In this question, it is said that a cone $K$ induces (1) a partial ordering on a set $S$; and (2) a set of generalized inequalities.
What does it mean for a cone to induce a partial ordering on a set? Is there any geometric intuition for this?
In this question, it is said that a cone $K$ induces (1) a partial ordering on a set $S$; and (2) a set of generalized inequalities.
What does it mean for a cone to induce a partial ordering on a set? Is there any geometric intuition for this?
Update: p.84 in Dattorro's CVX book provides a nice explanation along with a great visual on p.146.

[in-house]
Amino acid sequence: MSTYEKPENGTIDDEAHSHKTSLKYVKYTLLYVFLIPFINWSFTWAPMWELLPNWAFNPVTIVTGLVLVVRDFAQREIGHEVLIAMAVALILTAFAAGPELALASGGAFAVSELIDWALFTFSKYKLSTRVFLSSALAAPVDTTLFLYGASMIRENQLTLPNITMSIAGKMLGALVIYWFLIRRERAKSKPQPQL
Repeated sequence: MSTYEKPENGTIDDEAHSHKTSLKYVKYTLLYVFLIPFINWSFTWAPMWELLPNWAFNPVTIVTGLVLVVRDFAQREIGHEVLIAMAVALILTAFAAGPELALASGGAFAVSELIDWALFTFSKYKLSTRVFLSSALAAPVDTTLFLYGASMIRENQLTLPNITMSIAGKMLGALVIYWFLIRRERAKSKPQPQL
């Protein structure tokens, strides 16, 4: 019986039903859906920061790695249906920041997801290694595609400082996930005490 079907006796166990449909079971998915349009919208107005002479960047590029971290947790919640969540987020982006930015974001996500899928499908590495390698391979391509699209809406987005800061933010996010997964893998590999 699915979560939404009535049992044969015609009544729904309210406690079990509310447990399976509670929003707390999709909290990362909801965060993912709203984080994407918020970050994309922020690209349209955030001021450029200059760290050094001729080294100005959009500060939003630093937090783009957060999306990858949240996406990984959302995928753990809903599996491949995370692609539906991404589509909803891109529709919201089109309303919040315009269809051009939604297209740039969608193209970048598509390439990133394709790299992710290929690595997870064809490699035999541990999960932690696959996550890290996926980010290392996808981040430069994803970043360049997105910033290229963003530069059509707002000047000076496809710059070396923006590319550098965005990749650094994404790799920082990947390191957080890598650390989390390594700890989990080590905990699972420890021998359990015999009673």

From what I gather, a cone $K$ induces a partial order by specifying which particular points can be compared (ordered). Points comparable to a particular point $x$ are those points $C$ that fall within the cone $K$ shifted to vertex $x$.
Cannot comment, but note that you can also define a generalized inequality w.r.t. to a point not in the original cone. For example, all points less than some particular point $y$ belong to the cone $y - K$ if $K$ is the original cone (and we can say $y \succeq x$ for $x \in w-K$).